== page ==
Wednesday, September 16, 2015

Backyard Nature Wednesday: Wilson's Warbler

The fall migration of songbirds continues. I find that one of the most popular stops for these birds as they pass through my backyard is the little fountain that gurgles and splashes there. I think it is the sound of the moving water that attracts them and they often drop in to take a bath or to have a sip of water.

No one seems to enjoy the water more than warblers. Since we installed the fountain a few years ago, I've often observed warblers of several kinds making stops here on their way south in the fall or north in the spring. I usually see Wilson's Warblers passing through during both migration seasons, so I wasn't really surprised to see one drop down from the trees to investigate the fountain this morning.







  

Wilson's Warblers are tiny, very active birds. This one was constantly in motion as he took the grand tour of the fountain, frequently stopping to take a sip and sometimes splashing in the water. Unfortunately, his "baths" were so quick that I wasn't able to get a picture of him splashing. He stayed for several minutes before he moved on.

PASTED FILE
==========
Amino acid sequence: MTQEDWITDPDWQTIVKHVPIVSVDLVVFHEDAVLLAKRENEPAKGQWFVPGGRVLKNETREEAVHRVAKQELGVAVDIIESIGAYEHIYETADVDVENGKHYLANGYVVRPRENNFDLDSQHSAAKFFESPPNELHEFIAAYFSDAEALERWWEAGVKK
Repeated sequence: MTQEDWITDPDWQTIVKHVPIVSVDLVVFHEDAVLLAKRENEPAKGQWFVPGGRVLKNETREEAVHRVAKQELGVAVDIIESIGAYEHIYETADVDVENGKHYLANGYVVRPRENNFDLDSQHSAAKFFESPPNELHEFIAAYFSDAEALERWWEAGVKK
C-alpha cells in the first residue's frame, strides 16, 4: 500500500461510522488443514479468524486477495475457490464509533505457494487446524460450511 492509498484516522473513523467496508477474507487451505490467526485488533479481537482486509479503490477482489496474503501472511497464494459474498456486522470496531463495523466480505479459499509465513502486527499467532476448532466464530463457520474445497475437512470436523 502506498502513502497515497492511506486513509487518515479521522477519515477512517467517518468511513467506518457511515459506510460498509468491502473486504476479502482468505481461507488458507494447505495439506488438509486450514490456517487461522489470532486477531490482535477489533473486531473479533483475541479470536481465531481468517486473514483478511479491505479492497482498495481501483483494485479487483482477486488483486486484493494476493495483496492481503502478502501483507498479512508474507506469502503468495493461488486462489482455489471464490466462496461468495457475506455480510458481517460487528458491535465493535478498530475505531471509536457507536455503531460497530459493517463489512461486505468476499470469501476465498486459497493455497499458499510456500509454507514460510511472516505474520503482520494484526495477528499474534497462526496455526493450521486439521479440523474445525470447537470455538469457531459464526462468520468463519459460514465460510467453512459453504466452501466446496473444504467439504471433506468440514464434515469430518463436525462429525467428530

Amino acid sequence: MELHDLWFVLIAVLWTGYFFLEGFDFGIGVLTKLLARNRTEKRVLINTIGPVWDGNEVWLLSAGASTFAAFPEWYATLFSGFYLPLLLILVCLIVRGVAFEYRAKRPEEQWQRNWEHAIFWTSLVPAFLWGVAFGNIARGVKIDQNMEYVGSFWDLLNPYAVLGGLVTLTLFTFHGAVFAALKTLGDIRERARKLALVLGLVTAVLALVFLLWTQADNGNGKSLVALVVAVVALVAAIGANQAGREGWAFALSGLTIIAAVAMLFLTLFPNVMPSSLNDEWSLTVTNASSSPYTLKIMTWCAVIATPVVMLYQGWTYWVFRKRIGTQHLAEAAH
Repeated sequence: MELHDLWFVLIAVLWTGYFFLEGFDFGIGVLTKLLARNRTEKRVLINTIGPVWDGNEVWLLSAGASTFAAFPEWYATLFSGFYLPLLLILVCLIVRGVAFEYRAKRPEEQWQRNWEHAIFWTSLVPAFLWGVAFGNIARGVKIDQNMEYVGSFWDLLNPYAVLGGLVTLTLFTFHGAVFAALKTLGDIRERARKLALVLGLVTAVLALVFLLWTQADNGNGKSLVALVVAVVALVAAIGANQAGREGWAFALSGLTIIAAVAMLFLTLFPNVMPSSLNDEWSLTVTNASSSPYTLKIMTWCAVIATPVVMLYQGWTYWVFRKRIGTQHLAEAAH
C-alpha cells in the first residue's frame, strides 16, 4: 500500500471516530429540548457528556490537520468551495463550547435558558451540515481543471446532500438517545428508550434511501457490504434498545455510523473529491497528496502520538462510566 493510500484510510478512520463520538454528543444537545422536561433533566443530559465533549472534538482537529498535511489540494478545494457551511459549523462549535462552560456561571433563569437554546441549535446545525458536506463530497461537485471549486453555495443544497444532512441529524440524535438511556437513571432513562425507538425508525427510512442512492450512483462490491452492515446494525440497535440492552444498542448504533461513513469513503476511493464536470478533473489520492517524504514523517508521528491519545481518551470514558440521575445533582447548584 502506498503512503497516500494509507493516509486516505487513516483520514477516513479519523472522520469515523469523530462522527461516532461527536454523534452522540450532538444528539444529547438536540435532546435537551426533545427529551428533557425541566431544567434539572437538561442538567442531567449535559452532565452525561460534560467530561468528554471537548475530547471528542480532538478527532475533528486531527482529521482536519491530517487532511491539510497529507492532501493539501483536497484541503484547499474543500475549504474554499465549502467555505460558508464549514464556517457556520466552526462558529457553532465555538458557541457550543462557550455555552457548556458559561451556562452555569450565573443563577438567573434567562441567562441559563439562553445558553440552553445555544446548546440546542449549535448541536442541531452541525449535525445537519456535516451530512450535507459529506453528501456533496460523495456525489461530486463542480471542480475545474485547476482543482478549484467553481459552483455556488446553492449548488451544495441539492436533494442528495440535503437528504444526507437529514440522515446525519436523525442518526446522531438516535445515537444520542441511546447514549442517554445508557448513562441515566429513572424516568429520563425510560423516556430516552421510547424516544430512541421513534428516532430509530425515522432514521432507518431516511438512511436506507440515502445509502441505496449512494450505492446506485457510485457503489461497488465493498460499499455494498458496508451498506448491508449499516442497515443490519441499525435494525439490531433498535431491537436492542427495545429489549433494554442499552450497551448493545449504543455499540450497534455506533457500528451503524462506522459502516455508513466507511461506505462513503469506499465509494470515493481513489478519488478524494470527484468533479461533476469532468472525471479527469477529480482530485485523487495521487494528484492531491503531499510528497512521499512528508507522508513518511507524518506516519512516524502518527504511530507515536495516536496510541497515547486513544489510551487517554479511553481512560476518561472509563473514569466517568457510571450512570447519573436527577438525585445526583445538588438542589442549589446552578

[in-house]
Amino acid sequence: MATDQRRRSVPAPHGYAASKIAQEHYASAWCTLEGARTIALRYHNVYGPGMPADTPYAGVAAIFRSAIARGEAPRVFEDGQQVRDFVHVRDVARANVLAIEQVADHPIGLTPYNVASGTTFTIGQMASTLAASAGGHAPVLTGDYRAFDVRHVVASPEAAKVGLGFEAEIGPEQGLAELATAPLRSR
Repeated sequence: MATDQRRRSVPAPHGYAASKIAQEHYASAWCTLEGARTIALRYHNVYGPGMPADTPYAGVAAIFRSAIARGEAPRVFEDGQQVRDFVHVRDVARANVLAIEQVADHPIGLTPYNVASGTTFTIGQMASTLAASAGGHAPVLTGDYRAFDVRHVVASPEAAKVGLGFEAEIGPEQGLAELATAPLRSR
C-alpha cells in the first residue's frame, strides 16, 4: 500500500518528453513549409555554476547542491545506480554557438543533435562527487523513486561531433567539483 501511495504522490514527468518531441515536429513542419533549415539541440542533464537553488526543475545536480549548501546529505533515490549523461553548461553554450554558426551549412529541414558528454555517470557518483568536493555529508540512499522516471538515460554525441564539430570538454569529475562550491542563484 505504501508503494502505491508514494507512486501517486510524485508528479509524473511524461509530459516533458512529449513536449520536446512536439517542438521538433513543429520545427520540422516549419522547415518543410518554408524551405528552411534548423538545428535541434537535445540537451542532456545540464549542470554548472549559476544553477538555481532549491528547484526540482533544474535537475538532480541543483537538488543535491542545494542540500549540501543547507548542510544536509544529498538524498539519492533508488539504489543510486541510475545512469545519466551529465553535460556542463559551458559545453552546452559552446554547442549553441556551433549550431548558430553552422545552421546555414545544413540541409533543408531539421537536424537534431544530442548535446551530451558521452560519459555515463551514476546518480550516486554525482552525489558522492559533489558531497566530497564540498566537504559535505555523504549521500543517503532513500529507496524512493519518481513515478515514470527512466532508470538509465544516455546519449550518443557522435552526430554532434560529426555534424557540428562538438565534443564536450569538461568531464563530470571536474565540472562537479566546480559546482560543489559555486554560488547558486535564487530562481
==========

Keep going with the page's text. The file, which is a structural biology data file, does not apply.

These warblers nest in the far north, along the upper Pacific Coast and far into Canada. In migration, they apparently follow the Gulf Coast rather than flying over water. They spend their winters in Mexico. They are fairly adaptable in their choice of wintering grounds and they seem to be holding their own in today's challenging environment. Their population numbers remain stable and that makes me happy. I hope to see more of these little birds as the migration season winds down.   

6 comments:

  1. How cute. We actually have the same fountain as you, but the birds rarely go near it. We have it in the island bed and they rarely venture that far away from the shrubs in the back border. I'll have to keep a look out for our namesake Warbler - I'm pretty sure I have never seen one before.

    ReplyDelete
    Replies
    1. Your namesake is a lovely little bird and they do pass through this area on migration every year. I always look forward to seeing them.

      Our fountain is located under a redbud and near several shrubs. I'm sure that does make it much more attractive to the birds.

      Delete
  2. Great capture! I was lucky enough to see one of these at our fountain a while back. They look like they are wearing a little black cap on their heads:)

    ReplyDelete
    Replies
    1. Yes, they could be called the Black-capped Warbler, but I can see why Wilson wanted his name on them.

      Delete